The U.S. contested Greece’s claims about its airspace extending up to 10 nautical miles, noting that it does not coincide with international law.
A report was prepared for Congress as part of the Eastern Mediterranean Security and Energy Partnership Act upon Greece’s request for a list of alleged violations by Turkish fighter jets, but the U.S. State Department said it was unable to provide the full list due to the disagreement about the extent of Greek airspace.
“Under international law, a country’s airspace coincides with its territorial sea. The U.S. thus recognizes an airspace up to 6 nautical miles consistent with territorial sea. Greece and the U.S. do not share a view on the extent of Greece’s airspace,” the report said.
Greece increased its continental shelf in the Ionian Sea to 12 miles (19 kilometers) from 6 miles and continues to use 10 miles of airspace instead of 6 miles.
“Greece and its neighbors have not agreed on boundary delimitation in those areas where their lawful maritime entitlements overlap,” the State Department report said, adding that this blurs the extent of Greece’s territorial sea and corresponding airspace, which makes it impossible to assess total violations in the areas.
The report continued by saying that the U.S. is in favor of a peaceful resolution of the maritime boundary issues between Greece and Turkey in line with international law.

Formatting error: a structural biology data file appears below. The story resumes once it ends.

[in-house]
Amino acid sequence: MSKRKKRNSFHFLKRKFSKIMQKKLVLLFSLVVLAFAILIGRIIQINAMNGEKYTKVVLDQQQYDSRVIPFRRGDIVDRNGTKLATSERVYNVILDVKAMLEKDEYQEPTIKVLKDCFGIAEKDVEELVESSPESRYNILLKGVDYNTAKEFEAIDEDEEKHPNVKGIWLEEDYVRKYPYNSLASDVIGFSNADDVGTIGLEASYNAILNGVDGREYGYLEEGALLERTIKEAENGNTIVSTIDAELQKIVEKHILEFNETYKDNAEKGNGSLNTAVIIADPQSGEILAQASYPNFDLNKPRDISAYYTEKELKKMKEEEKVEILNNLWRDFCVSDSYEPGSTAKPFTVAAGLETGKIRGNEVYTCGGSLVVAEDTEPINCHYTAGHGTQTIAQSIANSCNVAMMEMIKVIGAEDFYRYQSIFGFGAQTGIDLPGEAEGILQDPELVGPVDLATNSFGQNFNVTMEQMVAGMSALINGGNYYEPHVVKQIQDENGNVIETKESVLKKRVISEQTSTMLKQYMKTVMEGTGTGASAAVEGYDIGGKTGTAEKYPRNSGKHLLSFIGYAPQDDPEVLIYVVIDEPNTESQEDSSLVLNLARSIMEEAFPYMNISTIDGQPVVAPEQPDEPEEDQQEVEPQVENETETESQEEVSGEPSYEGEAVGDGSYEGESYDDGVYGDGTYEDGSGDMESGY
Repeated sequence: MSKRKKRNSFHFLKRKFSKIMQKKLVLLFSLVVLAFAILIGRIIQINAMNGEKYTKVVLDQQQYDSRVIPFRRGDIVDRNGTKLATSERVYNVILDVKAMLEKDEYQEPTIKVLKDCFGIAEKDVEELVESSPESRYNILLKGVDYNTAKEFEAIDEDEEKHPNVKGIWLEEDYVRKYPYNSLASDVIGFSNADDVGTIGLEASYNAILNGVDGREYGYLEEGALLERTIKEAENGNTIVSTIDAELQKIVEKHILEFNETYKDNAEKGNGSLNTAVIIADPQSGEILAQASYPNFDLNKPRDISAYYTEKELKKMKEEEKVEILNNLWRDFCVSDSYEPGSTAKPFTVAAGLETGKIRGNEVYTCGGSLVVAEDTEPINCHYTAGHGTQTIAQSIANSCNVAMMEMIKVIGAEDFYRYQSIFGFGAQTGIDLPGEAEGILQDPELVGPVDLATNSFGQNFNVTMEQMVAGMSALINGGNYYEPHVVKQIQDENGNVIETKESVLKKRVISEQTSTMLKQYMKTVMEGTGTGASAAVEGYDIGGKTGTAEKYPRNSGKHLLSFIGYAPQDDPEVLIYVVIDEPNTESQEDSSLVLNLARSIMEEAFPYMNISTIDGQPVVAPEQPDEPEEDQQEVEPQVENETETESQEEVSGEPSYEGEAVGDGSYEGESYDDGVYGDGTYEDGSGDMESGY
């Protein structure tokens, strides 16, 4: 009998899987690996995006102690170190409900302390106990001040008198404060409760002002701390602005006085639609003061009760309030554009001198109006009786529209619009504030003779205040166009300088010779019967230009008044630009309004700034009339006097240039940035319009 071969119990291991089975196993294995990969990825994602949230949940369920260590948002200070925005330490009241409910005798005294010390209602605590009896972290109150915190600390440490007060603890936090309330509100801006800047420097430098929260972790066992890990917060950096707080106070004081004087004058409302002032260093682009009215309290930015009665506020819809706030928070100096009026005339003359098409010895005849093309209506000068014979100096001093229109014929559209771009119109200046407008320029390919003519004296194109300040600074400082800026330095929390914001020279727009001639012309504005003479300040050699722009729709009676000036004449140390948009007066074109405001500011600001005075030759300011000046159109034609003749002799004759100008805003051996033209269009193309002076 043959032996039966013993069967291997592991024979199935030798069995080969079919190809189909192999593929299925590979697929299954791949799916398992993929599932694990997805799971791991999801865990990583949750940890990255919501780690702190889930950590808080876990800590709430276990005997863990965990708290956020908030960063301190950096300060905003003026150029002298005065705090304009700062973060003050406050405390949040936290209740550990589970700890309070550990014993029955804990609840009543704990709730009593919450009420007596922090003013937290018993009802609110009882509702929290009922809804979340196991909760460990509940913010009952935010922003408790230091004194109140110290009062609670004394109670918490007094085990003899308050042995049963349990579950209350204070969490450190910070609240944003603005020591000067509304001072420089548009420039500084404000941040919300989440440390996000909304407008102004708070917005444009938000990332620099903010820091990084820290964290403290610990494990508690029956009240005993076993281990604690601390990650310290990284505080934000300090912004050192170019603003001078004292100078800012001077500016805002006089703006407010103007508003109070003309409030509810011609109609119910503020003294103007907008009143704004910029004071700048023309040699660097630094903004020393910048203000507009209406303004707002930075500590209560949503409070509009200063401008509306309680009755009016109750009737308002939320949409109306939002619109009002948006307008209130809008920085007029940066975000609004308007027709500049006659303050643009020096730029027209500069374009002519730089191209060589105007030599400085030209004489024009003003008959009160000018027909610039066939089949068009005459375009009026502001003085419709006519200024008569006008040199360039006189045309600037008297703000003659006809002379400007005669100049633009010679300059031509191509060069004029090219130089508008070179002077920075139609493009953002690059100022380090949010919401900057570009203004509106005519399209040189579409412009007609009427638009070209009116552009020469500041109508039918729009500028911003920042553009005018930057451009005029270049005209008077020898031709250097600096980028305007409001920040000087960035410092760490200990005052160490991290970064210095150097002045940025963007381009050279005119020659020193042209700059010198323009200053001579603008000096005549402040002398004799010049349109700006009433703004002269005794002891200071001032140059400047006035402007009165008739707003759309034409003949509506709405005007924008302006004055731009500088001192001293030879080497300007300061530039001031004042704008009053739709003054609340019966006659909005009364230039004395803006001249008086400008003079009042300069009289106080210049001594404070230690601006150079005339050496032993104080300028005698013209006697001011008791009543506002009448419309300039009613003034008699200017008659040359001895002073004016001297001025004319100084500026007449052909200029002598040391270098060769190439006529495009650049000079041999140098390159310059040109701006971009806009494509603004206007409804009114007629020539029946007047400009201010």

In 1930, Greece unilaterally extended its airspace over the Aegean Sea to 10 nautical miles from 6. Since then, Athens has been claiming that Turkish fighter jets carrying out missions within the 6-10 mile boundary are violating Greek airspace, contrary to international law.
Relations between the two countries have been strained over a number of issues, including the dispute in the Eastern Mediterranean, the Cyprus issue and Greece’s protection of Gülenist Terror Group (FETÖ) fugitives who took part in the failed coup attempt in 2016, among other things.
The two countries also have had diplomatic problems over the rights of Turkish-Muslim and Greek-Orthodox communities, as well as Greek support for or inaction toward terrorist groups targeting Turkey.
But the ongoing dispute specifically involves the Eastern Mediterranean, where Turkey sent the seismic research vessel Oruç Reis to carry out exploration activities.
The Turkish government disputes Greece’s claim to exclusive rights in the waters where the research vessel is working, arguing that islands should not be included in calculating sea boundaries between countries.
Greece claims that even its smaller islands that span the Aegean and Eastern Mediterranean – many of which are only a few kilometers from Turkey's mainland – provide maritime rights and have a continental shelf.
Athens claims 40,000 square kilometers (11,660 square nautical miles) of maritime jurisdiction in the zone that it attributes to the 10-square-kilometer (2,470-acre) island of Kastellorizo (Megisti-Meis), which is 580 kilometers (313 nautical miles) from its mainland.
However, it compromised its claims in its agreement with Egypt, restricting the continental shelf of the islands that it traditionally defended. Thus refuting its own claim that the continental shelves of the islands could not be restricted.
The Greek government had also previously agreed to limit the continental shelves of some of its islands in the Ionian Sea agreement in a similar treaty with Italy.